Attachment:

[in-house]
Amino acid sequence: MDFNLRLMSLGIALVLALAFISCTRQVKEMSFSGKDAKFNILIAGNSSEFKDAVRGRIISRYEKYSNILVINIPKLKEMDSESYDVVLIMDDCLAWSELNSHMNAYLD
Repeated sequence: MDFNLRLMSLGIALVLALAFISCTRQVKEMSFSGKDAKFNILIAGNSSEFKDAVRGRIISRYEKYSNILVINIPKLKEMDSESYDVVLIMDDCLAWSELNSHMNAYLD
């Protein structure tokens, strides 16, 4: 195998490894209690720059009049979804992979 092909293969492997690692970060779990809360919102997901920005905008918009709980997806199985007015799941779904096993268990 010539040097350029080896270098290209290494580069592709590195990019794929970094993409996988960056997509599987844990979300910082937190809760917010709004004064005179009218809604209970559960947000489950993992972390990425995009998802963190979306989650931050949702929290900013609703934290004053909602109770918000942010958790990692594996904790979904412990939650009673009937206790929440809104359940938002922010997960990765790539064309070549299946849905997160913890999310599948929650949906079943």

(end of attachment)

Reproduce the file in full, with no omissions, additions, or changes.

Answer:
[in-house]
Amino acid sequence: MDFNLRLMSLGIALVLALAFISCTRQVKEMSFSGKDAKFNILIAGNSSEFKDAVRGRIISRYEKYSNILVINIPKLKEMDSESYDVVLIMDDCLAWSELNSHMNAYLD
Repeated sequence: MDFNLRLMSLGIALVLALAFISCTRQVKEMSFSGKDAKFNILIAGNSSEFKDAVRGRIISRYEKYSNILVINIPKLKEMDSESYDVVLIMDDCLAWSELNSHMNAYLD
């Protein structure tokens, strides 16, 4: 195998490894209690720059009049979804992979 092909293969492997690692970060779990809360919102997901920005905008918009709980997806199985007015799941779904096993268990 010539040097350029080896270098290209290494580069592709590195990019794929970094993409996988960056997509599987844990979300910082937190809760917010709004004064005179009218809604209970559960947000489950993992972390990425995009998802963190979306989650931050949702929290900013609703934290004053909602109770918000942010958790990692594996904790979904412990939650009673009937206790929440809104359940938002922010997960990765790539064309070549299946849905997160913890999310599948929650949906079943």